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School board discusses data on achievement gap

Monday, November 10, 2008 | 11:09 p.m. CST; updated 12:17 a.m. CST, Tuesday, November 11, 2008

COLUMBIA — More than an hour of Monday night's Columbia Public School Board meeting centered around discussion of the achievement gap among the district's students.

Sharon Schattgen, the schools' director of research, assessment and accountability, presented academic data, including standardized test scores. The data analyzed progress toward two of the board's three goals: increasing student achievement and closing the achievement gap between students. The district uses 14 standards to measure achievement, including standardized test scores, college and career placement of graduates and graduation and attendance rates. The district met its targets on 13 of the 14 indicators, Schattgen said; it did not meet its goal in respect to the No Child Left Behind yearly progress reports for student subgroups.

Board members discussed at length both the data and the achievement gap between black and white students.

Although the district will likely be accredited with distinction this year for the fifth consecutive time, board member Rosie Tippin said, the gap between students' achievement is "totally unacceptable."

"We've totally missed the boat on closing the gap," she said.

Tippin said everyone needs an understanding of the problems at work before a solution can be reached. In addition to changing teacher education programs, she said it's important to understand the students. She said, for example, that black students are less likely to ask for academic help than their peers, and among young black men, it's not popular to be smart.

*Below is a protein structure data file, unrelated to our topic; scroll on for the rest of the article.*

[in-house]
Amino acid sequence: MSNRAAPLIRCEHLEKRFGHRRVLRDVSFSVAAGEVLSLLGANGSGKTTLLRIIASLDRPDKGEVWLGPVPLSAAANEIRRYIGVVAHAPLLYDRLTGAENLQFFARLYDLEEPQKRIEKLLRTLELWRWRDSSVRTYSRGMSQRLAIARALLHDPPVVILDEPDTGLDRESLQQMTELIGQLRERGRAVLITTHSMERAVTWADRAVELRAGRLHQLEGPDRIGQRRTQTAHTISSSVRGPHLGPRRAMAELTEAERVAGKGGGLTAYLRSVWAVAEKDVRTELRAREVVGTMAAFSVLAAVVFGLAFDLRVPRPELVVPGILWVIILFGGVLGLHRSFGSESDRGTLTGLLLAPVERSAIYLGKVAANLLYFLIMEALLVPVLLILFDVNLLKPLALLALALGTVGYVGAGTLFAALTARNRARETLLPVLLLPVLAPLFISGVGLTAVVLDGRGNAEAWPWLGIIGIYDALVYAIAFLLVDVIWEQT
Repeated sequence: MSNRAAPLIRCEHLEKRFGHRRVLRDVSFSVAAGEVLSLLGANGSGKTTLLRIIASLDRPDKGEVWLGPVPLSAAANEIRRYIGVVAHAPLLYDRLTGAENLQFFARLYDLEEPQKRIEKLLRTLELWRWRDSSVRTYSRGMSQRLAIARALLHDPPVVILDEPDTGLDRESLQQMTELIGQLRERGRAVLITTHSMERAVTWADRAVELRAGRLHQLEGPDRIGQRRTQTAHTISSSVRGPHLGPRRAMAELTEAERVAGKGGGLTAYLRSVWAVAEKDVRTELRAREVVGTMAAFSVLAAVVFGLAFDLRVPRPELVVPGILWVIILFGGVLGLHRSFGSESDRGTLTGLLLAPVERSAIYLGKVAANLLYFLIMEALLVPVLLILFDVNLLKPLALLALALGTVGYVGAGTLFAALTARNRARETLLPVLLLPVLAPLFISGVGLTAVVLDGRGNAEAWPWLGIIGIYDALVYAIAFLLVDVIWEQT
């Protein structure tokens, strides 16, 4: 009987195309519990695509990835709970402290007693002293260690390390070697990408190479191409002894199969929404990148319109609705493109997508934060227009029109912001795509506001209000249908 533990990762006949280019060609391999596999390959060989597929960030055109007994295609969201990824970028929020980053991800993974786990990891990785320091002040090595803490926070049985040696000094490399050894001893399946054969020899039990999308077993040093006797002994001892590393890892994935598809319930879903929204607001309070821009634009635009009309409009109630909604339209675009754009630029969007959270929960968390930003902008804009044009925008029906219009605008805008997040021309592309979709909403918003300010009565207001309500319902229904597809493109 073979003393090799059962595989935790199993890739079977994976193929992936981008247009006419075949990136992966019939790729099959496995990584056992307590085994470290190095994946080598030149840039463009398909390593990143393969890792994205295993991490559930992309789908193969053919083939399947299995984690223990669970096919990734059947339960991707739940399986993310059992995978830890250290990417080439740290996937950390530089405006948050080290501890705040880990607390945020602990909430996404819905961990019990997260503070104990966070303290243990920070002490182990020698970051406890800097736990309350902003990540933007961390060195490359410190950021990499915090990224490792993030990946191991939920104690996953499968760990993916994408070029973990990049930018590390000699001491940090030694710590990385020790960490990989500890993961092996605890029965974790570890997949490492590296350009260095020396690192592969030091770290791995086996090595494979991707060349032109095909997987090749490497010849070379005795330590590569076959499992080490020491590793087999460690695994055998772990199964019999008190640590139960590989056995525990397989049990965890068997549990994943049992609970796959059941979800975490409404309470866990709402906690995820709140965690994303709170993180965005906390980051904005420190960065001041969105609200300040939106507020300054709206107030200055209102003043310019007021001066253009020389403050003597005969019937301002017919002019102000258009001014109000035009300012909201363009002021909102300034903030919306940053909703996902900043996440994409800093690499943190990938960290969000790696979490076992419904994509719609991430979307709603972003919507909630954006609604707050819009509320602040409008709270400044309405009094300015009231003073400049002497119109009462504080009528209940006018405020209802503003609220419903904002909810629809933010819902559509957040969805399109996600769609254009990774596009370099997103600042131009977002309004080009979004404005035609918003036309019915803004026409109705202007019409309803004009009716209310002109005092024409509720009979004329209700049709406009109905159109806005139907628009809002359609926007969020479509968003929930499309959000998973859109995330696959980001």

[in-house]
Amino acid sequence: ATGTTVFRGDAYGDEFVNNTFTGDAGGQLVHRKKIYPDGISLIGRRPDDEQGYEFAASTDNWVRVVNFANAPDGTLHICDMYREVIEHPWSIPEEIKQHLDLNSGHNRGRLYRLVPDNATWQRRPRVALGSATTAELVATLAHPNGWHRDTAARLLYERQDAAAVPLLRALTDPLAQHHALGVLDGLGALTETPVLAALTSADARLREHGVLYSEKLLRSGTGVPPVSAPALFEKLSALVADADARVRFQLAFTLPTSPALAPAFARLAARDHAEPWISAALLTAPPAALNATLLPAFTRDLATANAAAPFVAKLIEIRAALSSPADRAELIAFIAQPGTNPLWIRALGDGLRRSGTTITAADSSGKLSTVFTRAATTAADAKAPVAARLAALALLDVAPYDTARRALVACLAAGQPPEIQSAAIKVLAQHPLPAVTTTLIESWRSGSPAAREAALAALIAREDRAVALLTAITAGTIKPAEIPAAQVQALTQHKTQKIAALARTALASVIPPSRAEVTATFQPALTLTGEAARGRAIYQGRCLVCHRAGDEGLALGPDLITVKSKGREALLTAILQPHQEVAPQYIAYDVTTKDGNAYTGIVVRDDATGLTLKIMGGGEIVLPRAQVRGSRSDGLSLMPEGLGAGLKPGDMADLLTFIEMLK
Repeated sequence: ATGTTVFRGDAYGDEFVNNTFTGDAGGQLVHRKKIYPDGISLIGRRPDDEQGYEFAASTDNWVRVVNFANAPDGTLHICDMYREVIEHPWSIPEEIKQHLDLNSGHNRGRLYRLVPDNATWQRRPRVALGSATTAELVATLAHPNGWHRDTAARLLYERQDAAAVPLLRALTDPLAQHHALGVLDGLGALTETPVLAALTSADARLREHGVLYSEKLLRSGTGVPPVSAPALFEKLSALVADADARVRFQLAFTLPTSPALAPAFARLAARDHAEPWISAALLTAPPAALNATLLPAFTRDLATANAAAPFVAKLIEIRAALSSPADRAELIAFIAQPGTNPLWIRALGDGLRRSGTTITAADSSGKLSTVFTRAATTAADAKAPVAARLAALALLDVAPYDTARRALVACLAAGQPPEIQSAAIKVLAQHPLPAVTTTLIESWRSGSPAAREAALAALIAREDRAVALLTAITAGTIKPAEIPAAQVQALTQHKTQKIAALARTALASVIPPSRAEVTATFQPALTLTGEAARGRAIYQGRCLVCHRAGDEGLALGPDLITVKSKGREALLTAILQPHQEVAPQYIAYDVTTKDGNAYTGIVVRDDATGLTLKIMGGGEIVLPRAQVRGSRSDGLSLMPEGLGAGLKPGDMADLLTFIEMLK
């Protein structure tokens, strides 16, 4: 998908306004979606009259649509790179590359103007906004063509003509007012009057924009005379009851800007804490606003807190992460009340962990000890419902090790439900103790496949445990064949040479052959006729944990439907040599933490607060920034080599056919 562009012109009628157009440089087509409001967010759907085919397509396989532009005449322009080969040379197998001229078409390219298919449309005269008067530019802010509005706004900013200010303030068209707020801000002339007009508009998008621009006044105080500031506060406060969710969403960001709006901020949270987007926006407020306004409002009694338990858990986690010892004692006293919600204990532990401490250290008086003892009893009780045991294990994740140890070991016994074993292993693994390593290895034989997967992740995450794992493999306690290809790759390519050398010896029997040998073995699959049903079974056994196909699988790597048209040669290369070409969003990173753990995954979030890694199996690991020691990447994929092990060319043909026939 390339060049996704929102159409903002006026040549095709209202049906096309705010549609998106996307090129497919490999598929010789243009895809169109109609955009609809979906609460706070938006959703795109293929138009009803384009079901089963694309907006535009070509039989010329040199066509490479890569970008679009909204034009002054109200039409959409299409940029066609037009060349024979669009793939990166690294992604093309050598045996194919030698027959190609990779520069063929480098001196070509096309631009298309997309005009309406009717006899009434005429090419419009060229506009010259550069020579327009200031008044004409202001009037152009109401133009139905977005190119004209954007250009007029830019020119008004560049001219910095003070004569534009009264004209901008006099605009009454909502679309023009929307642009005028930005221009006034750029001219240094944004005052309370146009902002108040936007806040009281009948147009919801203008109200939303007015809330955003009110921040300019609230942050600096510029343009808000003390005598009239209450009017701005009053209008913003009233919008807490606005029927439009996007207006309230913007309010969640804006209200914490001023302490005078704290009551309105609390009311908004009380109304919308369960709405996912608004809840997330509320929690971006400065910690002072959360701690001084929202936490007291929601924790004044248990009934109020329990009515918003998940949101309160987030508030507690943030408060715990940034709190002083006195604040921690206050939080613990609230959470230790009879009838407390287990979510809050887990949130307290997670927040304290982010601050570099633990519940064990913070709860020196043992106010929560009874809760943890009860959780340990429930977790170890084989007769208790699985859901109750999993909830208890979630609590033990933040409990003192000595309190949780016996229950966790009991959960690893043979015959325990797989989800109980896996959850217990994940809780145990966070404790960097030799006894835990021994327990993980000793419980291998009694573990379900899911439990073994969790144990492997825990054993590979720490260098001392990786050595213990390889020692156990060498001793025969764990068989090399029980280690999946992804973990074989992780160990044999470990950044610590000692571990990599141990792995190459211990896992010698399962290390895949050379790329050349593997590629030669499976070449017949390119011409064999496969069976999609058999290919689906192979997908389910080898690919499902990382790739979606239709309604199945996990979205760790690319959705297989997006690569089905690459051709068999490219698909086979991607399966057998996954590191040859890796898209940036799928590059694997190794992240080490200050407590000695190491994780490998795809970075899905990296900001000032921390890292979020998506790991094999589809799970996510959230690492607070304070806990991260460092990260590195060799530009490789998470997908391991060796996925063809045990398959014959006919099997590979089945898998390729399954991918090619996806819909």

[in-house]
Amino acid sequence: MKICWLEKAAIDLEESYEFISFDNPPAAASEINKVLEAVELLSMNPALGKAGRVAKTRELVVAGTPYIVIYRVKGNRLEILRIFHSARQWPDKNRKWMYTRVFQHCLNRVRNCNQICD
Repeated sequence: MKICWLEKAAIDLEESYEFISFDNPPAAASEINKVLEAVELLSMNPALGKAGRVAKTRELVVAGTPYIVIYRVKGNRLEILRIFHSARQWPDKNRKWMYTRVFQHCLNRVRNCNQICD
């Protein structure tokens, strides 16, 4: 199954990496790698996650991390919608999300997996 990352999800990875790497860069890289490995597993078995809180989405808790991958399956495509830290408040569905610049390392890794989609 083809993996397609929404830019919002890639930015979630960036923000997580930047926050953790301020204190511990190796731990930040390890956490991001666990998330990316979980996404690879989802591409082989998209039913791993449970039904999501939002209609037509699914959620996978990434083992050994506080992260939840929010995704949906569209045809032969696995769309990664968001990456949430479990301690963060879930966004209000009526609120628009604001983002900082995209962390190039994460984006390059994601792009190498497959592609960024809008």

"We can't fix the problem," she said. "We don't understand the kids we're trying to serve."

Board president Michelle Gadbois said: "If we're leaving anyone behind, meeting 13 of 14 indicators may not matter.

"We need to move leaps and bounds ahead of where we are," she said.

With Columbia's resources, talent and community support, board member Steve Calloway said the achievement gap is disappointing.

"It's very disheartening to see," he said. "In fact, that we're not even as good as the state (scores) when it comes to our black kids."

Calloway said he was concerned that in the spring, when the board re-evaluates the budget and considers reductions, necessary resources might be taken away from those students. He also said some measures meant to improve all students' performance have had the opposite effect on black students.

Board member Ines Segert said she was pleased to see, for the first time, data from several years presented. Earlier, she said the data reinforced what was demonstrated in the math data the board discussed earlier in the year: Columbia students' math scores are declining, while state averages are increasing.

"That just should not be," she said. "We're clearly not doing something well."

As she spoke at the meeting, her voice shook and she fought back tears. "This is something I've been fighting for," she said of changes to the math curriculum, which she said doesn't prepare kids for standardized tests.

Gadbois announced at the beginning of the meeting that the naming of the district's newest elementary school, which is scheduled to open for the 2009-2010 school year, would be postponed "out of respect for the workers" at that building, where one worker died Monday when a scaffold collapsed.

Also, board member Tom Rose was appointed to the district's transportation committee.

Before the meeting, a group of parents who had protested at the Columbia Police Department earlier in the day protested again. They were asking for school Resource Officer Mark Brotemarkle's removal from Hickman High School following an investigation into his behavior during an Oct. 15 fight at the school. During public comment, a few of the protesters also addressed the board.

Amendments to the district budget to reflect the economy were approved unanimously.

For more about what happened at the new elementary school and about Michelle Gadbois' decision not to run for re-election in April, go to SchoolHouseTalk.wordpress.com.

Missourian reporters Caroline Evans and Danielle Boenisch contributed to this story.


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Comments